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Remove XP Anti-Spyware 2011, Vista Security 2011, and Win 7 Internet Security 2011 (Uninstall Guide)

By on February 18, 2011 @ 04:52 PM | Last Updated: December 17, 2012 | Read 600,158 times.
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XP Anti-Virus 2011, Vista Total Security 2011, and Win 7 Home Security include some of the names that a new name-changing rogue will randomly use when installing itself on a victim's computer. When this particular rogue is installed, it will install itself as a variety of different program names, with each having their own graphical user interface depending on the version of Windows that the computer is running. Regardless of the name, though, they are all the exact same program with just a different name and skin on it. This rogue goes by many different program names, which I have listed below based upon the version of Windows that it is installed on:

Windows XP Rogue Names
Windows Vista Rogue Names
Windows 7 Rogue Names
XP Anti-Virus Vista Anti-Virus Win 7 Anti-Virus
XP Anti-Virus 2011 Vista Anti-Virus 2011 Win 7 Anti-Virus 2011
XP Anti-Spyware Vista Anti-Spyware Win 7 Anti-Spyware
XP Anti-Spyware 2011 Vista Anti-Spyware 2011 Win 7 Anti-Spyware 2011
XP Home Security Vista Home Security Win 7 Home Security
XP Home Security 2011 Vista Home Security 2011 Win 7 Home Security 2011
XP Total Security Vista Total Security Win 7 Total Security
XP Total Security 2011 Vista Total Security 2011 Win 7 Total Security 2011
XP Security Vista Security Win 7 Security
XP Security 2011 Vista Security 2011 Win 7 Security 2011
XP Internet Security Vista Internet Security Win 7 Internet Security
XP Internet Security 2011 Vista Internet Security 2011 Win 7 Internet Security 2011

When installed, this rogue pretends to be a security update for Windows installed via Automatic Updates. It will then install itself as a single executable with a random 3 letter name and configures itself to launch, if not already started, every time you start another executable. It will also modify certain Windows Registry keys so that when you launch FireFox or Internet Explorer from the Window Start Menu it will launch the rogue instead and display a fake firewall warning.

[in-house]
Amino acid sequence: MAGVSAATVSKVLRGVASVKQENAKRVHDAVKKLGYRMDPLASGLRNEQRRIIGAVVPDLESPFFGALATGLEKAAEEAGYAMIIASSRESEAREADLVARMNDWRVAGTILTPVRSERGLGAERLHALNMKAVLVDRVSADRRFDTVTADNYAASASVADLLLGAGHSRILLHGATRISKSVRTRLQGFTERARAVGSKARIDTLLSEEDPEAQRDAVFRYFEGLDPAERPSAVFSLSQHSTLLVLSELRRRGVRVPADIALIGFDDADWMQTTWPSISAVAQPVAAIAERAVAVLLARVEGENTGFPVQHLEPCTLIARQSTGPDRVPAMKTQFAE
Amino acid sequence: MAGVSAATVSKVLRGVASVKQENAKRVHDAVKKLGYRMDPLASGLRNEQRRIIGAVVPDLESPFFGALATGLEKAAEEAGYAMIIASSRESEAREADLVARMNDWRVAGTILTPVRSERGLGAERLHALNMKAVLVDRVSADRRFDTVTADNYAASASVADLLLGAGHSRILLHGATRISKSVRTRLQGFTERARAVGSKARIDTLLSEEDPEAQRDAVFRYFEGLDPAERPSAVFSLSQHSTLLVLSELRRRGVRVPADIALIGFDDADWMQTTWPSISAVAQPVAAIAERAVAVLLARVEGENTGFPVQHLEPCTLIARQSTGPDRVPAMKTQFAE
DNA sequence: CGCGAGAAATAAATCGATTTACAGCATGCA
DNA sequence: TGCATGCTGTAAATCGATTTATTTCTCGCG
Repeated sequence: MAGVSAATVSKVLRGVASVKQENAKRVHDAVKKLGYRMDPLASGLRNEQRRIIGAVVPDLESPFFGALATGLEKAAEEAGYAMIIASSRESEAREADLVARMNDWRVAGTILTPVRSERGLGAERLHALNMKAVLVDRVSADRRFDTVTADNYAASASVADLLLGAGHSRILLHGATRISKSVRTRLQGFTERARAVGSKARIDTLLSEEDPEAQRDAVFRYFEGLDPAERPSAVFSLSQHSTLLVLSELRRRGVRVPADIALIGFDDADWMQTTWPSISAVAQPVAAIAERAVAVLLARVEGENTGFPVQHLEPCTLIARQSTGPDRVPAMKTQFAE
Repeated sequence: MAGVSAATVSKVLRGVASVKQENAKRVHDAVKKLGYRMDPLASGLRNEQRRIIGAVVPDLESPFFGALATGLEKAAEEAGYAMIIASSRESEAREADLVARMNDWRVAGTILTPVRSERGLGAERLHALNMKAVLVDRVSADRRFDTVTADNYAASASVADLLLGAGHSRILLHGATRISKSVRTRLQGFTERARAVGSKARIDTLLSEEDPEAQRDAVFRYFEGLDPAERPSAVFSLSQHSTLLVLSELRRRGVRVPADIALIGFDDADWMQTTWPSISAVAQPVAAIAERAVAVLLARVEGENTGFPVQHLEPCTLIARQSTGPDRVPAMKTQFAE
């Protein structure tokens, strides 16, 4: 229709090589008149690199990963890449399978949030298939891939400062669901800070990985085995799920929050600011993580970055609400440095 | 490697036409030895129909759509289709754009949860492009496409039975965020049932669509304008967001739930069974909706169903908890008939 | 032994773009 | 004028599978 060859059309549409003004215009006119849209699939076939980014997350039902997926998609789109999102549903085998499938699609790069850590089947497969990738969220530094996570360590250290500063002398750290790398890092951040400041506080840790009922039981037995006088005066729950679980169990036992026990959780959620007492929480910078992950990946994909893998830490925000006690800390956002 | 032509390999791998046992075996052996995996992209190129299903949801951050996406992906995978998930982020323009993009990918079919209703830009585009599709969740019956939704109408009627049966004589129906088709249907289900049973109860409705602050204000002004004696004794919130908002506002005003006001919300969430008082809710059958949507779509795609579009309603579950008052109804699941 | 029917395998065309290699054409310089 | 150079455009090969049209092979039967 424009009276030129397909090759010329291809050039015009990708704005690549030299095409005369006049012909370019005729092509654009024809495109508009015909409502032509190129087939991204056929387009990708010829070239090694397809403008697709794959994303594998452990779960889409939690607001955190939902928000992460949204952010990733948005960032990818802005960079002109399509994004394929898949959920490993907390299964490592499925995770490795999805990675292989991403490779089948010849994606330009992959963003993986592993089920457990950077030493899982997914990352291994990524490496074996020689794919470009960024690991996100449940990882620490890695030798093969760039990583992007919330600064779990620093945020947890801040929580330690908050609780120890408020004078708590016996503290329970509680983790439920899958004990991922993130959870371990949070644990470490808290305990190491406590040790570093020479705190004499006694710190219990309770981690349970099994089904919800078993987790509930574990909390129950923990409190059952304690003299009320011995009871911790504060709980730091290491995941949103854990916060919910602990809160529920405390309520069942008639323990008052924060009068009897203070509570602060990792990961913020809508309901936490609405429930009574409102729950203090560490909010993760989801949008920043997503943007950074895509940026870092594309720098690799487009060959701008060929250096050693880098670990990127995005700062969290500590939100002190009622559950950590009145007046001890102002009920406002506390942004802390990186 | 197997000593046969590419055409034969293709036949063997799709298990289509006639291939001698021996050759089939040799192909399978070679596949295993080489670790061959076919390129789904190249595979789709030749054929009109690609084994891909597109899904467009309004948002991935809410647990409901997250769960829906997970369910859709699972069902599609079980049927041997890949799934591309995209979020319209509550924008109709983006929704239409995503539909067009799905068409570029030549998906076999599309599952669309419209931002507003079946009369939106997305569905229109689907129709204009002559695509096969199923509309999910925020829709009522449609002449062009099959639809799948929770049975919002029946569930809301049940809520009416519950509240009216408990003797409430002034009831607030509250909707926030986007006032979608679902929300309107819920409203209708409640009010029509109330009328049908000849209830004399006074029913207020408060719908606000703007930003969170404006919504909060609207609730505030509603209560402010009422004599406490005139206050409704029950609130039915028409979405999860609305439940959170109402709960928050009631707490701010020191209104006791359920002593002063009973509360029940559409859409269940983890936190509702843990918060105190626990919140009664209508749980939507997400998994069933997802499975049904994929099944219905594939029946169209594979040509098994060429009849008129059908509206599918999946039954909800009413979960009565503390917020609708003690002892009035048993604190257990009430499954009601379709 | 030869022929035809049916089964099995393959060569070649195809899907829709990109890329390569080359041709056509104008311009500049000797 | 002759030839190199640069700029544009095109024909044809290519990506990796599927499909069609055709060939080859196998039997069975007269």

XP Anti-Spyware 2011 Screen shot
XP Anti-Spyware 2011 Screen shot
For more screen shots of this infection click on the image above.
There are a total of 12 images you can view.

 

Once started, the rogue itself, like all other rogues, will scan your computer and state that there are numerous infections on it. If you attempt to use the program to remove any of these infections, though, it will state that you need to purchase the program first. In reality, though, the infections that the rogues states are on your computer are all legitimate files that if deleted could cause Windows to not operate correctly. Therefore, please do not manually delete any files based upon the results from this rogue's scan.

The rogue also utilizes aggressive techniques to make it so that you cannot remove it. When you attempt to launch a program, if it is considered to be a security risk, the rogue will terminate it and instead display a false security alert stating that the program is infected. The text of this alert is:

Win 7 Anti-Spyware 2011 Firewall Alert
Win 7 Anti-Spyware 2011 has blocked a program from accessing the internet
Internet Explorer is infected with Trojan-BNK.Win32.Keylogger.gen
Private data can be stolen by third parties, including credit card details and passwords.

Just like the scan results, this fake infection alert can be ignored.

While running, XP Total Security 2011, Vista Internet Security 2011, and Win 7 Security 2011 will also display fake security alerts on the infected computer. The text of some of these alerts are:

System danger!
Your system security is in danger. Privacy threats detected. Spyware, keyloggers or Trojans may be working the background right now. Perform an in-depth scan and removal now, click here.